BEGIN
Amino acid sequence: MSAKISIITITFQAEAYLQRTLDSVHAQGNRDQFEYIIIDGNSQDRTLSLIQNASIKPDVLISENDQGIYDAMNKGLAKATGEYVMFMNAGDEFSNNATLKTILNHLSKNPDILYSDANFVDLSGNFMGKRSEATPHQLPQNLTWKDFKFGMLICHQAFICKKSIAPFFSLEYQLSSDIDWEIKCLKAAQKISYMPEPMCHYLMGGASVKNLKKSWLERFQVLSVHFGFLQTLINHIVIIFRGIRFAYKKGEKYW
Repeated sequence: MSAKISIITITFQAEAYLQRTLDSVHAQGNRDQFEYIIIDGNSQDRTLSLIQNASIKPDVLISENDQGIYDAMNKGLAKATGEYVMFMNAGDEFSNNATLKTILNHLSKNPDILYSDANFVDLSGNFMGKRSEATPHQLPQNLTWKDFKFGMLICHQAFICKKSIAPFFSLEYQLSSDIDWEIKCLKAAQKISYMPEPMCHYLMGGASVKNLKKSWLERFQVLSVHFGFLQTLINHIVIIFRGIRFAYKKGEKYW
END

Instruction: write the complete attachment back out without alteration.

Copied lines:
Amino acid sequence: MSAKISIITITFQAEAYLQRTLDSVHAQGNRDQFEYIIIDGNSQDRTLSLIQNASIKPDVLISENDQGIYDAMNKGLAKATGEYVMFMNAGDEFSNNATLKTILNHLSKNPDILYSDANFVDLSGNFMGKRSEATPHQLPQNLTWKDFKFGMLICHQAFICKKSIAPFFSLEYQLSSDIDWEIKCLKAAQKISYMPEPMCHYLMGGASVKNLKKSWLERFQVLSVHFGFLQTLINHIVIIFRGIRFAYKKGEKYW
Repeated sequence: MSAKISIITITFQAEAYLQRTLDSVHAQGNRDQFEYIIIDGNSQDRTLSLIQNASIKPDVLISENDQGIYDAMNKGLAKATGEYVMFMNAGDEFSNNATLKTILNHLSKNPDILYSDANFVDLSGNFMGKRSEATPHQLPQNLTWKDFKFGMLICHQAFICKKSIAPFFSLEYQLSSDIDWEIKCLKAAQKISYMPEPMCHYLMGGASVKNLKKSWLERFQVLSVHFGFLQTLINHIVIIFRGIRFAYKKGEKYW